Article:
After more than 210,000 confirmed COVID-19 cases, with a total of nearly 29,000 deaths, Italy is just starting to gradually ease its quarantine restrictions. A few formerly shuttered businesses will be permitted to reopen, and extended families can gather if they observe proper social distancing. While Italy is being cautious, Catholic clergy are beginning to look ahead to the moment when they can re-open their church doors.
But even after the churches get the green light to welcome the faithful, there’s a problem. The distribution of communion is still considered a high-risk activity: priests handling wafers, placing them directly in the hands or uncovered mouths of their parishioners, giving the entire congregation sips from the same cup of consecrated wine.
Consequently, according to Italian newspaper La Stampa, some churches are considering the possibility of offering “take-out communion” kits, in which individual wafers would be wrapped in plastic bags and left on shelves for parishioners to take as needed.
That proposal has at least one cardinal seeing red.
Ultra-conservative Cardinal Robert Sarah of Ghana serves as the Prefect for the Congregation for Divine Worship and the Discipline of the Sacraments. He has a history of elevating the formalities of the Eucharist well above the people receiving it; he once declared gluten-free communion bread invalid for the sacrament, regardless of its benefit for Catholics with celiac disease.
In an interview with multilingual outlet La Nuova Bussola Quotidiana (The New Daily Compass), Sarah expressed his absolute shock and horror at the idea of a pandemic-safe Eucharist:
It’s absolutely not possible. God deserves respect. You can’t put Him in a bag. I don’t know who thought of this absurdity. Even if it is true that the deprivation of the Eucharist is certainly a suffering, the matter of how to communicate is not open to negotiation. We communicate in a dignified way, worthy of God who comes to us. The Eucharist must be treated with faith. We cannot treat it as a trivial object. We are not at the supermarket. This is total madness.
Sarah is right; we are not at the supermarket. The supermarkets are open, because people need the supermarket to access food. No one actually requires the Eucharist for survival. Allowing churches to reopen requires concessions for everyone’s safety (including but not limited to the church members themselves). If the Church is not willing to make those concessions, they will have to remain closed.
But concessions aren’t Cardinal Sarah’s style. He recommends just demanding that your priest endanger himself and others by breaking social distancing and performing the sacrament anyway:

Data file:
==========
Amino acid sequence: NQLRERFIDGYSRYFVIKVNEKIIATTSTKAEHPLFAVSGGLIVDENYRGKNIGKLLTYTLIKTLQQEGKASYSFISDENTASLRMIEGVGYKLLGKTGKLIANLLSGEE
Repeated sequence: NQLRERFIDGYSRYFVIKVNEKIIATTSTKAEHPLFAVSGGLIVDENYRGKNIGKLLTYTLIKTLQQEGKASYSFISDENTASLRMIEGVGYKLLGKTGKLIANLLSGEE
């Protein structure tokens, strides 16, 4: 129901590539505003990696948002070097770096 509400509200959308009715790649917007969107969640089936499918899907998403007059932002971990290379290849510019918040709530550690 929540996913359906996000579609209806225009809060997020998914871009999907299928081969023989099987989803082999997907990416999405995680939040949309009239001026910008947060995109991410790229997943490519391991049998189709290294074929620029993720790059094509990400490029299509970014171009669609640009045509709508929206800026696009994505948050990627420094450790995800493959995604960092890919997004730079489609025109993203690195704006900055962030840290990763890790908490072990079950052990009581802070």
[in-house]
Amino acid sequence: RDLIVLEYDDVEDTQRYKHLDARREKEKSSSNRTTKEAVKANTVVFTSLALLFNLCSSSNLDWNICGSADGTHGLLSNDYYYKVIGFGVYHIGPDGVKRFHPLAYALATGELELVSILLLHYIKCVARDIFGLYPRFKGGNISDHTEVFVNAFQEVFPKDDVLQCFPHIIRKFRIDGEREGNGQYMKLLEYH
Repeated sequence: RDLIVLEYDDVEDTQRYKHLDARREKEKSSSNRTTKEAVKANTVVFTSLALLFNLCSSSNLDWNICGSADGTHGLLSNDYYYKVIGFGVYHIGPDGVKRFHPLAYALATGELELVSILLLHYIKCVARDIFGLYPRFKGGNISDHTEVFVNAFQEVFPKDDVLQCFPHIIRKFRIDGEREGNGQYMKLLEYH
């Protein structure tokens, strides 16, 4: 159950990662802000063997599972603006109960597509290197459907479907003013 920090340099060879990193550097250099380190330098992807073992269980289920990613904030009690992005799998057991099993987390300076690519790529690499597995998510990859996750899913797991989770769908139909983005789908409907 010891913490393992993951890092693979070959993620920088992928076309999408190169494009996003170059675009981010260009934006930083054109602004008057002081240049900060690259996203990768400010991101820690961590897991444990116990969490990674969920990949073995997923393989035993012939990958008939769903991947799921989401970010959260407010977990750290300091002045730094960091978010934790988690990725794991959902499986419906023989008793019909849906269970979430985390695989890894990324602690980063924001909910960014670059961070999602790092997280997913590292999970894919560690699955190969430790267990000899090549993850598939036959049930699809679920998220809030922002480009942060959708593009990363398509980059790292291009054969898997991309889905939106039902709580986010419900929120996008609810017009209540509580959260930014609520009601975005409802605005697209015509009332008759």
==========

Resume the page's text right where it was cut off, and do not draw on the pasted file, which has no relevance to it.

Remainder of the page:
Nobody can prevent a priest from confessing and giving communion. Nobody has the right to stop him. The sacrament must be respected. So even if it is not possible to attend Masses, the faithful can ask to be confessed and receive Communion.
So much for loving thy neighbor as thyself. Sarah is encouraging Catholics to put their desire to participate in a sacrament — however meaningful it is within their belief system — ahead of the measures in place to halt the spread of a deadly sickness.
You might be willing to die for your faith, but your neighbor shouldn’t be forced into the same decision.
It’s necessary at this point to remember that the Catholic Church teaches that Jesus is actually, literally present in the communion wafer. It’s not a metaphor or a symbolic ritual; He is right there, having an opinion about how He’s being treated. Says Sarah:
The Lord is a person. No one would welcome the person he loves in a bag or otherwise in an unworthy way.
Actually, I’d wager that a lot of people would welcome their loved ones in “an unworthy way” at this point if the alternative was not welcoming them at all. Like, for instance, having to remain at a distance even further into the future because people failed to take measures to prevent the spread of coronavirus. Under those circumstances, I’m sure most people would be glad to just be together, even if one or both parties show up wearing a plastic bag.
So what would be Jesus’ opinion about being put in a plastic bag to help people keep each other safe? The entire issue — the very assumption that Christ would object to measures taken to keep others from falling ill — paints an entirely contradictory and confusing picture of Jesus: willing to die brutally and painfully for everybody else’s sake, but offended by the idea of using protective barriers to preserve them from illness. (I can’t help thinking that’s something we’ve heard from the Catholic Church before…)
Of course, there’s another option for the all-powerful Creator of the Universe if he objects to the idea of being stuffed into a plastic baggie to halt the spread of disease. He could make those levels of protection unnecessary by removing COVID-19 from the world.
Somehow I doubt it’ll happen, but it seems like a fair deal to me.
If He’s not coming to the rescue, though, He’s really got no grounds to complain about the steps we take to protect ourselves and each other.
(Image via Shutterstock)